This is, probably, Michel Faber’s final novel. That sense of sadness and endings tinges The Book of Strange New Things with a certain quality that made me want to savour it even more. Part sci-fi, part mystery, part romance, part … Continue reading
This is fabulous! From the very beginning, the book is a bundle of questions that you are dying to solve. Who, or what is Isserley? What are they doing at the farm and why? As the truth unravels, it paints a disturbing picture of our own humanity. It is incredible how clearly we can judge people who engage in the same practices as we do – the distance allows us to see the error of their (and our) ways. Our hypocrisy is revealed with every wave of revulsion we feel for these creatures. It has made me think a lot, about the food chain in particular, but more widely about how easily we can separate ourselves into an us and a them in order to justify terrible things. The scary thing is we do this so well that it can become very difficult to even realise we are doing so, that there is any underlying reality, a cold hard truth we would rather not face. And if we remain unaware of this curtain that protects us from what we are unwilling to know, it becomes near impossible to do anything about it. You can’t fix something you don’t realise is broken.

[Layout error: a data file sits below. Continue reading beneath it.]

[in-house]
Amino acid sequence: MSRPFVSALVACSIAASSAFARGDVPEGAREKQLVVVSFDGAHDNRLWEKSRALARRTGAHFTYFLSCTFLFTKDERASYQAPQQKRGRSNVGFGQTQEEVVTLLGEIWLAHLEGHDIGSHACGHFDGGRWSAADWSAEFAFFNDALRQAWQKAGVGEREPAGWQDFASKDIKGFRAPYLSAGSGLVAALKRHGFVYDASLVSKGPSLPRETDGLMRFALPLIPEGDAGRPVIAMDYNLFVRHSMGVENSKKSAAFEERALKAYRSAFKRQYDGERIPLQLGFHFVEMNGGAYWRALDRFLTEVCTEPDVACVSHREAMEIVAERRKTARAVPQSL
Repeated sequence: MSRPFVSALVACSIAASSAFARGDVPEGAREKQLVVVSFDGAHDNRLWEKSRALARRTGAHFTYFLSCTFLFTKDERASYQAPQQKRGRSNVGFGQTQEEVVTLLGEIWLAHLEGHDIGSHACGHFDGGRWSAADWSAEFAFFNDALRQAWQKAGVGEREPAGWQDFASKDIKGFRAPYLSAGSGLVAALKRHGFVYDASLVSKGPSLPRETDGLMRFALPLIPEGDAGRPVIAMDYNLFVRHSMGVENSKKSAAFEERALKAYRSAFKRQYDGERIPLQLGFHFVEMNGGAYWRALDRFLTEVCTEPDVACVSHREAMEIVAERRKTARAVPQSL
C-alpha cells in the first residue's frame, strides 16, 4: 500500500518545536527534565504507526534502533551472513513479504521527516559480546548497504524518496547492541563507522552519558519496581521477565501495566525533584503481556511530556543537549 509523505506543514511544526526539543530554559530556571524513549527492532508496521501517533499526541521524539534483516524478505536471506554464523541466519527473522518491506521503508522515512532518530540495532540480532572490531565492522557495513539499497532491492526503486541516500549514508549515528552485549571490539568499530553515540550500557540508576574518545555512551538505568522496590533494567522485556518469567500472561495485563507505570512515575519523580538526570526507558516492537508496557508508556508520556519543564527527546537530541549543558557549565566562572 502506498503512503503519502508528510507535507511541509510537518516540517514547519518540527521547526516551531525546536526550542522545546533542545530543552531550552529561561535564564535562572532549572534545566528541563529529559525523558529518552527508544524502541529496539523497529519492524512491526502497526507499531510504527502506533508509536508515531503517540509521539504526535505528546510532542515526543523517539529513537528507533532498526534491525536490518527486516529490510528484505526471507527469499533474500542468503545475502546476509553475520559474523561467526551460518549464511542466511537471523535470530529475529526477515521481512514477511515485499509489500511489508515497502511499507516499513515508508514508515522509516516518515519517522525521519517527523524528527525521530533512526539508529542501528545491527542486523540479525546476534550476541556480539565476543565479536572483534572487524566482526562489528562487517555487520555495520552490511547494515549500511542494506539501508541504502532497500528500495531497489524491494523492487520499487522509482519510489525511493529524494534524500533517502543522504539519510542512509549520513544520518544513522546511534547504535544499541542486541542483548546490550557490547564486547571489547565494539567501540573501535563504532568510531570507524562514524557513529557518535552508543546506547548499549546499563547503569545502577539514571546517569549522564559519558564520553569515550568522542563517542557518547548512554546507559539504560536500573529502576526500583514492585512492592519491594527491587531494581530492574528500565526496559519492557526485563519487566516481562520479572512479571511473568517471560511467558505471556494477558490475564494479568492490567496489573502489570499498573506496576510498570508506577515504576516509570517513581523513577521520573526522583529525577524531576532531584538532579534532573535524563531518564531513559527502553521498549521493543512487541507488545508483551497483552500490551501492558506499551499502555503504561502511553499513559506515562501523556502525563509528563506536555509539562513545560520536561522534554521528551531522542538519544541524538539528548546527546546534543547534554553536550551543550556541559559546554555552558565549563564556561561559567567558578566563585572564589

But back to the book, it is probably the most realistic, out-of-this-world story I have ever read. The lead character is so relatable, and she faces so many everyday pressures, alongside the scarier aspects of her life that we try to grasp. Even then, her pain and emotions are so vividly described that we can empathise completely. I don’t blame her, even though she plays a major part in what could be described as an evil plot.
I want to know more. This is pretty much standard at the end of any good book, but there are still so many unanswered questions, even leaving aside the main ones. I am so curious about where she comes from, the mysterious Estates and why they were so bad, why such a mad scheme was concocted and how all this applies to our own society.
I think there is something very important in this book and would recommend it to everyone. It serves as a timely reminder that we are not quite as indestructible as we like to believe, but in a much more subtle way than many over-the-top commentaries of life on earth.